When it comes to pollinators, Kansas farmers and ranchers are creating habitat to boost their populations and harness these critters’ value. With National Pollinator Week beginning today, U.S. Department of Agriculture’s Natural Resources Conservation Service (NRCS) is using the opportunity to promote pollinators, like bees and butterflies. Pollinators provide crucial assistance to fruit, vegetable, and seed crops, but many species are seeing their numbers fall. Agricultural producers across the nation work with NRCS to create ideal habitat for pollinators and increase populations in simple and significant ways.
NRCS offers 37 conservation practices through the Farm Bill to help producers create the perfect places for pollinators to forage and take shelter. “Making room for pollinators on your farm or ranch isn’t too difficult or expensive, and NRCS wants to help you make those improvements that will not only benefit pollinators—but help your land as well,” Acting State Conservationist Daniel H. Meyerhoff said.
More than three-fourths of the world’s flowering plants rely on pollinators to reproduce, equating to one of every three bites of food people eat. Many plants would be unable to reproduce without the help of pollinators. “Bees and other pollinators provide a tremendous ecological service and that’s why thousands of producers have worked to attract them to their land,” NRCS biologist Andrew G. Burr said. “Creating habitat for pollinators attracts beneficial insects, produces wildlife habitat, reduces soil erosion and improves water quality. Pollinators help keep the whole ecosystem healthy.”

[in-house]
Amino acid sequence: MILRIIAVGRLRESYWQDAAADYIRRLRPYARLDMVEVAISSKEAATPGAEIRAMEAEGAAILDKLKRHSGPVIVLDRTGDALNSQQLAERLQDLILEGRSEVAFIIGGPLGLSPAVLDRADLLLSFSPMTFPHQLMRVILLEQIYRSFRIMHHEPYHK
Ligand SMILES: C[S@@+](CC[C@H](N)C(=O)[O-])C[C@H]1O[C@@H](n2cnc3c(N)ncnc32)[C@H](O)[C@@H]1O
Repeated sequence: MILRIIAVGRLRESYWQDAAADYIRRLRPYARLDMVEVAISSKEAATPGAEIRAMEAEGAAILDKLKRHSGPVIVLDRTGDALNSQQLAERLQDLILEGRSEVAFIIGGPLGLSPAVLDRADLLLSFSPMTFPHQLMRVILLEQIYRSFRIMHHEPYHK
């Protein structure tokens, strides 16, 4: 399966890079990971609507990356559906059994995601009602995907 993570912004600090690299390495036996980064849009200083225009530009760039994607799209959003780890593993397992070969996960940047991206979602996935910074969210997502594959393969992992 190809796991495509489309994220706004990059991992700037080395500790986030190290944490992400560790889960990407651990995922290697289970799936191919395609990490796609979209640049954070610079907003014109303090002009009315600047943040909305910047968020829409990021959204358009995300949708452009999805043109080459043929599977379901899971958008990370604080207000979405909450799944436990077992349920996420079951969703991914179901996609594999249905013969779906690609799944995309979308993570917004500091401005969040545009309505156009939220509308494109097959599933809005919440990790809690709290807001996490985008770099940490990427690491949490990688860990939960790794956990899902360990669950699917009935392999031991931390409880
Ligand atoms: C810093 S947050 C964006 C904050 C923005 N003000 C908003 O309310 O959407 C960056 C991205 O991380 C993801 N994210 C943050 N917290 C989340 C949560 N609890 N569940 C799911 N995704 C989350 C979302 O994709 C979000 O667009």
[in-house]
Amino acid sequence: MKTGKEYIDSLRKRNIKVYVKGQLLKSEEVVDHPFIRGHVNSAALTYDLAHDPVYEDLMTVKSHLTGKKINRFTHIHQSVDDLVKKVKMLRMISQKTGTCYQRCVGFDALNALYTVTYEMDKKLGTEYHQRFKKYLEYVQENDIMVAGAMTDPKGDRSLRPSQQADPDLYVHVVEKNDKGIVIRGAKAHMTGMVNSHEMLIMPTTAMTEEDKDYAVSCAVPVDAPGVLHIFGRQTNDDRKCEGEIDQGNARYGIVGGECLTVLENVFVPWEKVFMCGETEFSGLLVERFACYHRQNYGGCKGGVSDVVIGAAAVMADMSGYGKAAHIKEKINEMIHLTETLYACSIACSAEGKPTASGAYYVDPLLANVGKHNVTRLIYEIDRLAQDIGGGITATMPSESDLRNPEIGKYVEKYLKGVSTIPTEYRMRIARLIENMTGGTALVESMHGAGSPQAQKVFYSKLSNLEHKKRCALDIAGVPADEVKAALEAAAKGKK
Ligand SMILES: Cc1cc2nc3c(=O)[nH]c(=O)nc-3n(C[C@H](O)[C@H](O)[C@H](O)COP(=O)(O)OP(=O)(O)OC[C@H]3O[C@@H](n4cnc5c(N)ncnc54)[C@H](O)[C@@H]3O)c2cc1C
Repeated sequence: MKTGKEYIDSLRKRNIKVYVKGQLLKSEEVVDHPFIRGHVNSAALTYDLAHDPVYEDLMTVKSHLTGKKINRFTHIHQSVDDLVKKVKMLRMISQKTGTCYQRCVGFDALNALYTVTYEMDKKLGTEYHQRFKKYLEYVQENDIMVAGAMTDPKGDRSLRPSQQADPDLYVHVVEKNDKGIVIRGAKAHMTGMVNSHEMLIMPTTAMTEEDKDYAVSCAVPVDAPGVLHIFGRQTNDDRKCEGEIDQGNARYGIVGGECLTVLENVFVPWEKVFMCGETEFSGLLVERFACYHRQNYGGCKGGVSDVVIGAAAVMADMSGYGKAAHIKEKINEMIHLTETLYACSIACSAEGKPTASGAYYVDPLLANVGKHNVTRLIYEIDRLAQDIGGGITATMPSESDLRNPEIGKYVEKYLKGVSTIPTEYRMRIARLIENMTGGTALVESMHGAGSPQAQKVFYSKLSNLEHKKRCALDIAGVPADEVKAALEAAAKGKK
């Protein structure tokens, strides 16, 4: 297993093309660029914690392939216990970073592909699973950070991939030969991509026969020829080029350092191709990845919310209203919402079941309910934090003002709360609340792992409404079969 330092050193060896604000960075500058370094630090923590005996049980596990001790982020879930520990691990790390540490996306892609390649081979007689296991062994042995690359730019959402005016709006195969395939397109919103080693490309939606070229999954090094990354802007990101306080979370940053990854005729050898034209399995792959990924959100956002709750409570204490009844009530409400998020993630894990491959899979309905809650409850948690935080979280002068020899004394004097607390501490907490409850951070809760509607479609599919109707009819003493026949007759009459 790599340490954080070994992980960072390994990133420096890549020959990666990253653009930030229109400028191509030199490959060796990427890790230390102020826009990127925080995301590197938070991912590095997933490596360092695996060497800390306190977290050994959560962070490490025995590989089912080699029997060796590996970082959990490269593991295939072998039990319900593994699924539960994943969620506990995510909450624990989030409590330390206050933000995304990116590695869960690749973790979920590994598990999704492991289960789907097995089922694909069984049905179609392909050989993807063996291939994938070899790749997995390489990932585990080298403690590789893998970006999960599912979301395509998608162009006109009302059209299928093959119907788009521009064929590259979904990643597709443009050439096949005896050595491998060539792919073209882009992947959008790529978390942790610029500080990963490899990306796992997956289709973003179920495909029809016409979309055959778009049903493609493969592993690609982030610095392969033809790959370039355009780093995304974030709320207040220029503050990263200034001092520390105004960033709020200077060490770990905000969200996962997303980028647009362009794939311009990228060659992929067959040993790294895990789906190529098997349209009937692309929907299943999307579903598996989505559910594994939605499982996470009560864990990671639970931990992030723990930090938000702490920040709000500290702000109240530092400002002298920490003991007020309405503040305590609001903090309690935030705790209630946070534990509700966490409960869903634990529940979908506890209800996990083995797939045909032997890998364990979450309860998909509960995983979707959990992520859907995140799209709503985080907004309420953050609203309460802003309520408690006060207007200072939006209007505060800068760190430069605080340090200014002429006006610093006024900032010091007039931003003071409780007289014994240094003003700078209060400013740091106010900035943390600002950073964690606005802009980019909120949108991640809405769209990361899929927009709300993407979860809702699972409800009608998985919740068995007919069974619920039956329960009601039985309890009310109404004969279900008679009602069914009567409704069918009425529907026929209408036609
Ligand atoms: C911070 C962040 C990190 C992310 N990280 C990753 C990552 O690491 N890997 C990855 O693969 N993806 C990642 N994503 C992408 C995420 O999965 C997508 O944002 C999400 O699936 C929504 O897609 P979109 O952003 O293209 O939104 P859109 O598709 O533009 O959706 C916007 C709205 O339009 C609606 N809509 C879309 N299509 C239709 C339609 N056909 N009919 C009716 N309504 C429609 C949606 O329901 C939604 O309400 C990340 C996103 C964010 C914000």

Scientists attribute a number of factors, including habitat loss, disease, parasites, and overuse of pesticides for pollinators’ peril. Agencies and partners across the country are working on science-based solutions to support pollinators. Each June, NRCS and conservation partners salute pollinators during “National Pollinator Week,” set for June 17-23. Learn more: www.nrcs.usda.gov/pollinators.
For more information about NRCS and its programs, stop by your local USDA Service Center or go to the Web site www.ks.nrcs.usda.gov. Follow us on Twitter @NRCS_Kansas. USDA is an equal opportunity provider and employer.